Boloco then aggregates all these feeds from the different channels to discern customer preferences, using a salesforce.com product called desk.com. The data is sliced and diced, noting the restaurant location, time of day and positive or negative feedback regarding service, atmosphere or food. “Having this detailed data can help me provide some color as to certain business trends at specific locations,” Renna says. “If a restaurant has a trend of positive customer service that could point back to an increase in sales, this becomes a big help to me when trying to provide qualitative reasoning for results.”

Both Boloco and TripAdvisor, the largest travel website in the world, feast on a wide range of information flowing to them from external social media. “Under my umbrella is HR, and we do a lot of recruiting through Twitter, Facebook and LinkedIn,” says Julie M. Bradley, CFO of TripAdvisor, which links 200 million unique monthly visitors to its website with more than 100 million (and counting) reviews and opinions of other travelers. “I can use my smartphone to catch up on which job postings remain open or what might be a new job position we’re looking for,” she says.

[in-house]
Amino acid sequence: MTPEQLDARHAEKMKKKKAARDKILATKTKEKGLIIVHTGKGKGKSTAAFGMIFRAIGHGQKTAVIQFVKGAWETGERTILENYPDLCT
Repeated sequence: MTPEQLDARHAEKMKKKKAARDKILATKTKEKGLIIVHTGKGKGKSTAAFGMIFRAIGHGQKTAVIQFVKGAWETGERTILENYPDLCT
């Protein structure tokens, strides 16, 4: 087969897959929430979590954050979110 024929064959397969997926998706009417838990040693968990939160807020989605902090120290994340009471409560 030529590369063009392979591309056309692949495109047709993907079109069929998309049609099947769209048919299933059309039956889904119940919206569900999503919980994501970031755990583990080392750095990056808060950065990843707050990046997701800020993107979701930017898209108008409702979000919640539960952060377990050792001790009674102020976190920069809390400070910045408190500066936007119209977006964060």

The Next Level: “Mo” and “Clo”
What takes SoMoClo to the next level is that the information provided by both internal and external social media is transported to and from every employee’s mobile devices via the cloud—the “Mo” and the “Clo,” respectively.

Boris Evelson, vice president and principal analyst at Forrester Research, says the ability to leverage a mobile device to conduct business has become a competitive differentiator. “If I run into a customer on the street and he or she asks to buy some new product, I can look up the numbers, do the analyses and close the deal right on the spot,” he explains. “If I have to travel back to my office to do the analyses, it might be too late. We call these decisions ‘sweet spots.’ The distance between thought and action is narrowed to nothing.”

Then there’s “Clo”—the more efficient allocation of resources provided by the cloud. Through the cloud, companies trade capex-intensive IT systems for more manageable opex solutions. “You don’t need separate silos for social, mobile and the cloud,” says Borg. “You can work with IT to monetize this and then charge it back to the businesses.”